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August 6th, 2022

Today Tinkered Thinking was kindly recognized for one of the Lucilius Parables which have been posted on this little website. It was the result of a contest organized by the Infinite Loops podcast and Jim O’Shaughnessy. The purpose of the contest was to inspire writers and thinkers to try and imagine a better future that might be possible due to technological innovation and progress.


As though the luddites live on, technology often gets a bad rap - we are quick to decry it’s ills and we are even quicker to imagine just how bad things might get if technological progress is allows to continue without pause or hesitation. The cultural crown of this sort of thinking is the TV series Black Mirror, which often borders on the horror genre considering how darkly some of the technological developments imagined in the show blossom.


The purpose of the contest was best encapsulated by friend Sam McRoberts who said:

I’m convinced that if we are going to change the direction of humanity for the good, we need new, uplifting stories that get people excited for the future, not dreading it.


Nothing could better describe the intent behind many of the Lucilius Parables. Despite some of them veering into Black Mirror territory, the overwhelming majority celebrate Sam’s idea and attempt to lend something to the internet that is in short supply: positive outlooks.


Now advertising long ago usurped joy and love and all the warm fuzzy feelings from much art, particularly poetry. (There simply aren’t any poets writing sonnets about how lovely the sunlight was this morning). Artist as a result were left with the sadder, depressing and more morose aspects of life to analyze and frame within the skill required to indicate something of beauty. Perhaps the culminating insight of the last century of art is that horrible and depressing things can be beautiful. But this doesn’t mean we should make that kind of perspective the only legitimate one. 


In fact it’s a trick of the economy to make things like advertising and esteemed art seem like radically different things. The fact that each has a monopoly (of course there’s overlap, duh, but we are talking about the larger picture here.) on a certain section of the human emotional experience should function like clear proof that they are not separate. 


The Infinite Loops contest and many of the Lucilius Parables are an attempt to reclaim some of that joyful territory from the crass (and brilliant) world of advertising.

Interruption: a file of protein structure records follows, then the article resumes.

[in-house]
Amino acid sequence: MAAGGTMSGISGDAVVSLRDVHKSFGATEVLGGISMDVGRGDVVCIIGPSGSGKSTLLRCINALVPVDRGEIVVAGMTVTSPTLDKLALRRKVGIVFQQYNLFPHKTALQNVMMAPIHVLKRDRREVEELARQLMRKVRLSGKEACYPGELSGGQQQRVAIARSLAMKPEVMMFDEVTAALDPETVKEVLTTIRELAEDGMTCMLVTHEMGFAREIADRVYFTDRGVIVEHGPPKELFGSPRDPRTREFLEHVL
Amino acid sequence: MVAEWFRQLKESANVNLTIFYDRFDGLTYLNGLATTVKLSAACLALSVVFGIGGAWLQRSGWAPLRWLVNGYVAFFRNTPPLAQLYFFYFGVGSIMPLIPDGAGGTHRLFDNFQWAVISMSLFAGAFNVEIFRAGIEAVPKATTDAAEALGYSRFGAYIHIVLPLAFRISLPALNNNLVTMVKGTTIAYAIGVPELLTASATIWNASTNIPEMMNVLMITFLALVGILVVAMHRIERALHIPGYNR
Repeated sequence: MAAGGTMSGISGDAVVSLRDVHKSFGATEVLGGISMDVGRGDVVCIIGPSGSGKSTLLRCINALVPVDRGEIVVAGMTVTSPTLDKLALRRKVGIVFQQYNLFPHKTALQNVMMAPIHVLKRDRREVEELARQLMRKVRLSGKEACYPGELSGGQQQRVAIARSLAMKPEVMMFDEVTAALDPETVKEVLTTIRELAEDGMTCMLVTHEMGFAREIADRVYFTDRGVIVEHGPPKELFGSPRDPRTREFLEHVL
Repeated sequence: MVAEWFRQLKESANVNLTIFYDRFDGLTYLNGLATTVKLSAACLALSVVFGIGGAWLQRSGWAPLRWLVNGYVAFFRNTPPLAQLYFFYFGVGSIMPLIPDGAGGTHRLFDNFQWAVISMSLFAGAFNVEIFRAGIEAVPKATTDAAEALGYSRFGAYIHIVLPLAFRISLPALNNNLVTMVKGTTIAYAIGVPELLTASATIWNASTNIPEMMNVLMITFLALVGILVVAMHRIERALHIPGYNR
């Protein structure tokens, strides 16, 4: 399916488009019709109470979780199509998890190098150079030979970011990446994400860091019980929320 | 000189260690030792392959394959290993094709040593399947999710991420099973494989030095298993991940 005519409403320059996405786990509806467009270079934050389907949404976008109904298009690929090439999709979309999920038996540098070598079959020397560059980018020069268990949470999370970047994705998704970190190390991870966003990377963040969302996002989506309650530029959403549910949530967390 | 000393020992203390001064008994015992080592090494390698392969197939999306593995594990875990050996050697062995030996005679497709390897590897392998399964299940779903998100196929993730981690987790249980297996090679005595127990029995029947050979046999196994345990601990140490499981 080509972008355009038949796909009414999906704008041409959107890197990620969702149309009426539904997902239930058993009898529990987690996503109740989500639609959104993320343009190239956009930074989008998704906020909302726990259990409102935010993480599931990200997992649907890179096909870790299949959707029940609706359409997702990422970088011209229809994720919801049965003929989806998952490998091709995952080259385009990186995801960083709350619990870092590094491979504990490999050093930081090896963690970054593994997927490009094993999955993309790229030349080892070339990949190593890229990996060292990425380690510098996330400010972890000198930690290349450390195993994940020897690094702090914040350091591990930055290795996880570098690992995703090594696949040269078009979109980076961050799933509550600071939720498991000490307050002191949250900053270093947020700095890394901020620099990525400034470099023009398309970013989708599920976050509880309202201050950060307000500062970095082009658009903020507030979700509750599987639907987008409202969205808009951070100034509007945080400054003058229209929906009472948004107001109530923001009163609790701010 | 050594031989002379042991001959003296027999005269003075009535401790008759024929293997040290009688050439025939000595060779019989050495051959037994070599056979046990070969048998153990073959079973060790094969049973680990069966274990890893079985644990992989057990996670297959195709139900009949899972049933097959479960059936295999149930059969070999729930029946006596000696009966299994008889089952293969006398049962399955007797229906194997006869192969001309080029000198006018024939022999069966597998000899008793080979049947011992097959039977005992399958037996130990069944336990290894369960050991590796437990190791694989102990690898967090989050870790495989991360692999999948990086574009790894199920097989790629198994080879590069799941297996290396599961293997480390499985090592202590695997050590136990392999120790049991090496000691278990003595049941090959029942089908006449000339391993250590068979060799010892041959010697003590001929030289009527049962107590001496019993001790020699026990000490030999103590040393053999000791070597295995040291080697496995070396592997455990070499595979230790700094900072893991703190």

That Lucilius has speared an award is quite a bit of irony for me, on a personal level. A lifetime ago I was horribly, terribly dedicated to writing *serious* fiction, going through the rigamarole of submissions and rejections and all the loveliness that goes with an endeavor poked with so much unhappiness and pain. Just as the fruits of that prior life began to get published, I had a radical shift in perspective, particularly with regards to technology. I “gave up” my dream of writing fiction and began to teach myself how to code.


After a period of what I can only call “mourning” I began to simply miss the activity of writing. And by thoughtless accident, the content of Tinkered Thinking began to emerge rather spontaneously - as a kind of deal I made with myself: you can write for 20 minutes in the morning and that’s it! There were apparently better things I had to do with the rest of my time during the day. An innocent writing practice eventually collided with a blog I was building as a coding exercise and voila, Tinkered Thinking was nearly born, but there was one detail missing: 7 days of whimsical non-fiction was a bit… dry.


At the same time I wrote a short story to try and evoke a point I was trying to explain to a loved one. The story was far more effective than my feeble attempts to explain myself in the dry abstract. 


That story was the first Lucilius Parable. 


And so the challenge became: can I produce a new short story once a week? In a single day? My previous work with fiction was much different. Stories took many months. Single lines would be rewritten hundreds of times. Paragraphs took weeks to edit and grind into shape.


A complete short story in a single day? Once a week? This was a whole different universe of aim. But with over 170 Lucilius Parables on the site, the challenge seems doable. And now after such a long and unexpected twist of events in my life as a “writer”, Lucilius has gained more appreciation than any of the characters I so lovingly crafter in my previous life. That writer would be horrified and amazed at the success of the Lucilius Parables, both as a book that sells and now as an award catcher.


It’s particularly satisfying just how external this is to the traditional realms of publishing. The Lucilius Parables was a totally homegrown project, written and designed, and it’s “self-published”, and the award it’s now garnered isn’t one of the stuffy prestigious awards that fiction writers dream of winning, it’s something that was thought of rather whimsically in comparison to those stuffy official awards..


The old stuffy institutions that are a cause of so much stagnation and frustration are being subverted, and new opportunities - like this contest - are arising because of new innovations in technology. This contest and the fact that the book of Lucilius Parables is a totally automated business that required no traditional publishing house, nor micromanaging editor is itself a White Mirror episode. The technological development of Twitter and drop-ship publishers enabled all of these to happen, and this is likely just the start.


Because, for one, Volume II of the Lucilius Parables is about to launch, so stay tuned.

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